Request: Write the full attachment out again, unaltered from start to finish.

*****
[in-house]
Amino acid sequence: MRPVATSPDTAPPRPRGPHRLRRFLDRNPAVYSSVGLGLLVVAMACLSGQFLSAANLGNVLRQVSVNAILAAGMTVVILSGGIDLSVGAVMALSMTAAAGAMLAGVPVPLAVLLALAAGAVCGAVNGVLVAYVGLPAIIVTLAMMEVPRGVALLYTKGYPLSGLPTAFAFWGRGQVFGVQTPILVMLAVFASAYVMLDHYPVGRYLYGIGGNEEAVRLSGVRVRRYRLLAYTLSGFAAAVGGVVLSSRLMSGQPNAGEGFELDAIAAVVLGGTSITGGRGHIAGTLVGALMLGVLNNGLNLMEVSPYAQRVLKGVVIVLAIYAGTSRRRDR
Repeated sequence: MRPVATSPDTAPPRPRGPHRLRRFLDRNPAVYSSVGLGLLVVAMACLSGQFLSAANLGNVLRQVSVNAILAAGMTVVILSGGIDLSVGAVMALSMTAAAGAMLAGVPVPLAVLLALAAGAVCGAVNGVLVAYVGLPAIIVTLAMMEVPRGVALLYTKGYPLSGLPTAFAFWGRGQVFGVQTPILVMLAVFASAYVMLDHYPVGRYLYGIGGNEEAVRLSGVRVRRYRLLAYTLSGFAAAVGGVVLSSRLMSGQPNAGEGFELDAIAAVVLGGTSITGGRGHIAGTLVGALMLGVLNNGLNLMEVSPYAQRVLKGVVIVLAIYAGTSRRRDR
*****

[in-house]
Amino acid sequence: MRPVATSPDTAPPRPRGPHRLRRFLDRNPAVYSSVGLGLLVVAMACLSGQFLSAANLGNVLRQVSVNAILAAGMTVVILSGGIDLSVGAVMALSMTAAAGAMLAGVPVPLAVLLALAAGAVCGAVNGVLVAYVGLPAIIVTLAMMEVPRGVALLYTKGYPLSGLPTAFAFWGRGQVFGVQTPILVMLAVFASAYVMLDHYPVGRYLYGIGGNEEAVRLSGVRVRRYRLLAYTLSGFAAAVGGVVLSSRLMSGQPNAGEGFELDAIAAVVLGGTSITGGRGHIAGTLVGALMLGVLNNGLNLMEVSPYAQRVLKGVVIVLAIYAGTSRRRDR
Repeated sequence: MRPVATSPDTAPPRPRGPHRLRRFLDRNPAVYSSVGLGLLVVAMACLSGQFLSAANLGNVLRQVSVNAILAAGMTVVILSGGIDLSVGAVMALSMTAAAGAMLAGVPVPLAVLLALAAGAVCGAVNGVLVAYVGLPAIIVTLAMMEVPRGVALLYTKGYPLSGLPTAFAFWGRGQVFGVQTPILVMLAVFASAYVMLDHYPVGRYLYGIGGNEEAVRLSGVRVRRYRLLAYTLSGFAAAVGGVVLSSRLMSGQPNAGEGFELDAIAAVVLGGTSITGGRGHIAGTLVGALMLGVLNNGLNLMEVSPYAQRVLKGVVIVLAIYAGTSRRRDR